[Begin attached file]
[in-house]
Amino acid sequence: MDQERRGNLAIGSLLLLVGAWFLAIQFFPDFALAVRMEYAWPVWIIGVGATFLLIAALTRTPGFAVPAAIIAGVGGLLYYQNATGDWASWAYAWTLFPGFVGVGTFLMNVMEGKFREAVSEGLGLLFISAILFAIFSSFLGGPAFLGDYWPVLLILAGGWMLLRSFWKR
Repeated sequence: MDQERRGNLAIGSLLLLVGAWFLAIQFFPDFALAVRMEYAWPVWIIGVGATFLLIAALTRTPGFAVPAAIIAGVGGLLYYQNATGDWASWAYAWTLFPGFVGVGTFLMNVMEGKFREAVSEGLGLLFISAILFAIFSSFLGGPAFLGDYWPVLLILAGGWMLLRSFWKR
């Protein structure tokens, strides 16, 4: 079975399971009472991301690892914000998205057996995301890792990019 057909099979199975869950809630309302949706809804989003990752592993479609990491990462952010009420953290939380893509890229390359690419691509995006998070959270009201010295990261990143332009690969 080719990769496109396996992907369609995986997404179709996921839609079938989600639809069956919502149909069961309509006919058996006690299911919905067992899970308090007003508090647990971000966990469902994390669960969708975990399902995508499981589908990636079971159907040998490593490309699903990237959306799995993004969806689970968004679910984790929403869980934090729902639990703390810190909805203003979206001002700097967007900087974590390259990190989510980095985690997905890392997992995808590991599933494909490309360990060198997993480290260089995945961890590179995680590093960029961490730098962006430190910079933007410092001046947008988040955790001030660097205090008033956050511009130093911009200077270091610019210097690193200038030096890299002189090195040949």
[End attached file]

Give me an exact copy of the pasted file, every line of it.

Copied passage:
[in-house]
Amino acid sequence: MDQERRGNLAIGSLLLLVGAWFLAIQFFPDFALAVRMEYAWPVWIIGVGATFLLIAALTRTPGFAVPAAIIAGVGGLLYYQNATGDWASWAYAWTLFPGFVGVGTFLMNVMEGKFREAVSEGLGLLFISAILFAIFSSFLGGPAFLGDYWPVLLILAGGWMLLRSFWKR
Repeated sequence: MDQERRGNLAIGSLLLLVGAWFLAIQFFPDFALAVRMEYAWPVWIIGVGATFLLIAALTRTPGFAVPAAIIAGVGGLLYYQNATGDWASWAYAWTLFPGFVGVGTFLMNVMEGKFREAVSEGLGLLFISAILFAIFSSFLGGPAFLGDYWPVLLILAGGWMLLRSFWKR
């Protein structure tokens, strides 16, 4: 079975399971009472991301690892914000998205057996995301890792990019 057909099979199975869950809630309302949706809804989003990752592993479609990491990462952010009420953290939380893509890229390359690419691509995006998070959270009201010295990261990143332009690969 080719990769496109396996992907369609995986997404179709996921839609079938989600639809069956919502149909069961309509006919058996006690299911919905067992899970308090007003508090647990971000966990469902994390669960969708975990399902995508499981589908990636079971159907040998490593490309699903990237959306799995993004969806689970968004679910984790929403869980934090729902639990703390810190909805203003979206001002700097967007900087974590390259990190989510980095985690997905890392997992995808590991599933494909490309360990060198997993480290260089995945961890590179995680590093960029961490730098962006430190910079933007410092001046947008988040955790001030660097205090008033956050511009130093911009200077270091610019210097690193200038030096890299002189090195040949």